Red Rock's Dublin accents may need subtitles for US audiences
Red Rock's lead writer has said that they may have to subtitle the show for American audiences.
The hit TV3 show will now be going Stateside after being snapped up by Amazon in a four-year deal reportedly worth €1m.
Writer Kim Revill said she won't be surprised if they are asked to provide subtitles, given that some of the actors have strong Irish accents - particularly the Dublin family, the Kielys.
"It's great that they can watch us in America. Now I want to go back and change some bits, but I have wondered if we'll need subtitles for them?" she said.
"There are some characters that I think they will struggle with. I think some of the phrasing with the Kielys could be hard."
The acclaimed writer, who previously worked on BBC hit soaps like EastEnders and Holby City, said that she loves writing for an Irish audience.
"I live here now and I love writing here. There's a certain turn of phrase and rhythm of speech here and I love writing it. I've been writing Cockneys on EastEnders for several years, so this is a real treat."
The programme has been going down a storm with Irish audiences, even though it has only been running for less than a year.
It beat off some stiff competition to pick up three Ifta's last October, and Kim said that she's been bowled over by the reaction to the soap.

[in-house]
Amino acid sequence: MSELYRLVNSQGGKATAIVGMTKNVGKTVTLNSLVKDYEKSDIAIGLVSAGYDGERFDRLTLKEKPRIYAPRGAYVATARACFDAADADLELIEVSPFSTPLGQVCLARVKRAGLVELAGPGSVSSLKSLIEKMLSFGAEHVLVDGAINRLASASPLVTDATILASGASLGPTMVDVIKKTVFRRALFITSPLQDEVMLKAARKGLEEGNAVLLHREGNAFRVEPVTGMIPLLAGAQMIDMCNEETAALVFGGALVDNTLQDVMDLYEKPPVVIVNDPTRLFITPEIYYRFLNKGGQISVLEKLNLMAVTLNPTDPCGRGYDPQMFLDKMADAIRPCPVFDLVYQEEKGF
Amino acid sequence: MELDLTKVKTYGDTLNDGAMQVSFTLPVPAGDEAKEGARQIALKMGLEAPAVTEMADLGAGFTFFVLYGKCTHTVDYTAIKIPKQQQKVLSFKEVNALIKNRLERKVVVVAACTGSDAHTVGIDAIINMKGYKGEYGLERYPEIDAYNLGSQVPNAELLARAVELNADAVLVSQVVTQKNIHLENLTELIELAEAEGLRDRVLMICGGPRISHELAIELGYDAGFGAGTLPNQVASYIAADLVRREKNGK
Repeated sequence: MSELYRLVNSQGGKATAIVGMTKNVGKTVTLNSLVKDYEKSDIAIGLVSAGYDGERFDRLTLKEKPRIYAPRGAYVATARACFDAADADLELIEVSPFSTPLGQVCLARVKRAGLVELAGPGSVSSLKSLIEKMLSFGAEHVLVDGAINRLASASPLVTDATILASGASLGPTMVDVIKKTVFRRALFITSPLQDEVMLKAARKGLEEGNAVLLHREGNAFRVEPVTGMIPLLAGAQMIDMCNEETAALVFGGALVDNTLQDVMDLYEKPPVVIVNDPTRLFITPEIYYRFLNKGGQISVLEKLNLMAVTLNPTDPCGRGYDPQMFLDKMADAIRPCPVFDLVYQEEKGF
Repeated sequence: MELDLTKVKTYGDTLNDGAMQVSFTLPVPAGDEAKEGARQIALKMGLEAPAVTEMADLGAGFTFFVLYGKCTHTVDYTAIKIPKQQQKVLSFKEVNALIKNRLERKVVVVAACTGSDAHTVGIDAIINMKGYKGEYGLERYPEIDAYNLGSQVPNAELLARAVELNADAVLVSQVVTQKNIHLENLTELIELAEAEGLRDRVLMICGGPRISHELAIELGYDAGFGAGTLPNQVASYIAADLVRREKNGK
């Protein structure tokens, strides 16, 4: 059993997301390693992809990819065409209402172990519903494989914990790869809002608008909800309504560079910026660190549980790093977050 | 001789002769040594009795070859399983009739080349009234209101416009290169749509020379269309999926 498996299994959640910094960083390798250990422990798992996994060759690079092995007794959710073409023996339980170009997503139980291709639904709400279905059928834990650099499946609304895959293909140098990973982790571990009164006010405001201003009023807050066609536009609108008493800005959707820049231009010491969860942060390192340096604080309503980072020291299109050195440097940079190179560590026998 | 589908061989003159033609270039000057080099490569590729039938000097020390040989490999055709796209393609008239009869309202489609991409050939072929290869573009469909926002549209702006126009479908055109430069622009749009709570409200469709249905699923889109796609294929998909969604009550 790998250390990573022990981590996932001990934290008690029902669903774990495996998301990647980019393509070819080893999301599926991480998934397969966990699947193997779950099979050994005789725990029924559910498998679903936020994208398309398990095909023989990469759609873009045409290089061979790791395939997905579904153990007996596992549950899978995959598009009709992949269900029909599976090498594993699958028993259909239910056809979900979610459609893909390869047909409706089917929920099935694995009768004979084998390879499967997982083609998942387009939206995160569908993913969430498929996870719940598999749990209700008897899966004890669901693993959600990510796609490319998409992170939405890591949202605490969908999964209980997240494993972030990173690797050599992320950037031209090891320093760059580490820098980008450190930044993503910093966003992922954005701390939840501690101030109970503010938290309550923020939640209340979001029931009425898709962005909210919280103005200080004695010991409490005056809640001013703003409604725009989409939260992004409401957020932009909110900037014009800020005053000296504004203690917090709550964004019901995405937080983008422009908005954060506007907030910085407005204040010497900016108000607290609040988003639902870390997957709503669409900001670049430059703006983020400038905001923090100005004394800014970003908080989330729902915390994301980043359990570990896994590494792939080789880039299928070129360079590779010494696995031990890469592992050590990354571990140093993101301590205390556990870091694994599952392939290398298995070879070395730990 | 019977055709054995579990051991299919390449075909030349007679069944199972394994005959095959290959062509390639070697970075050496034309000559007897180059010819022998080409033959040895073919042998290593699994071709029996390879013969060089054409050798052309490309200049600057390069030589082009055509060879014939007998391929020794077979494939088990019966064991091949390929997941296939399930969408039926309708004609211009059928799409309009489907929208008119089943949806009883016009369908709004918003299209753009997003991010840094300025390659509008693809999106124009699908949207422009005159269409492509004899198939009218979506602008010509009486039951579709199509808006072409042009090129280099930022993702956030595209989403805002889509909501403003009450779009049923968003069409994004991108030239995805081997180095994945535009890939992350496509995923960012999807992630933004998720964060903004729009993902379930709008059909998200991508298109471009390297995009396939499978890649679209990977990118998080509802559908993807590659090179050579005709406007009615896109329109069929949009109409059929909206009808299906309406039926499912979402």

"The Iftas were amazing, especially to get the People's Choice. The whole thing was like being on another planet," Kim added.
The past few weeks has seen the programme gradually building up the tension as focus turns to the blackmail plot between the unfortunate Paudge and Beady Burke.
Things will take a decidedly dark turn on December 30, when viewers will see one of the lead characters meeting a brutal death in a major Christmas cliffhanger.
The show airs twice a week - on Wednesday and Thursday - but TV3 plans to extend the number of weekly episodes as it continues gaining a foothold in the ratings battle.
Representing a significant multi-million euro investment on the part of TV3, they began making the show after losing the rights of Coronation Street and Emmerdale to UTV Ireland last year.
TV3 owns 50pc of the show, with the rest of the rights split between the production companies Element Pictures and Angel Station.